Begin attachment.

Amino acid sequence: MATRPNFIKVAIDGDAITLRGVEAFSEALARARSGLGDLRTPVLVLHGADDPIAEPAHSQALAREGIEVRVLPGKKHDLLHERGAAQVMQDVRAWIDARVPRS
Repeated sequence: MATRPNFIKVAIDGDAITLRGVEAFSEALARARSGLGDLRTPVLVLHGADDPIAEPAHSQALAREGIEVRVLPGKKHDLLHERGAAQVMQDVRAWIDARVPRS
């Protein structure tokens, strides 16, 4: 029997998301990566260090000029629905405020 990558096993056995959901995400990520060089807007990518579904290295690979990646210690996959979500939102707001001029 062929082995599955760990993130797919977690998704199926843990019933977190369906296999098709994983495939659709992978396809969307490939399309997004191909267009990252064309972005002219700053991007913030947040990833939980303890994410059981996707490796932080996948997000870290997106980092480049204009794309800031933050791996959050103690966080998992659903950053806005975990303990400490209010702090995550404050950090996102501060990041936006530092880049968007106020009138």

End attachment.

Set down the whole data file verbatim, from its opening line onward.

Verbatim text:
Amino acid sequence: MATRPNFIKVAIDGDAITLRGVEAFSEALARARSGLGDLRTPVLVLHGADDPIAEPAHSQALAREGIEVRVLPGKKHDLLHERGAAQVMQDVRAWIDARVPRS
Repeated sequence: MATRPNFIKVAIDGDAITLRGVEAFSEALARARSGLGDLRTPVLVLHGADDPIAEPAHSQALAREGIEVRVLPGKKHDLLHERGAAQVMQDVRAWIDARVPRS
């Protein structure tokens, strides 16, 4: 029997998301990566260090000029629905405020 990558096993056995959901995400990520060089807007990518579904290295690979990646210690996959979500939102707001001029 062929082995599955760990993130797919977690998704199926843990019933977190369906296999098709994983495939659709992978396809969307490939399309997004191909267009990252064309972005002219700053991007913030947040990833939980303890994410059981996707490796932080996948997000870290997106980092480049204009794309800031933050791996959050103690966080998992659903950053806005975990303990400490209010702090995550404050950090996102501060990041936006530092880049968007106020009138």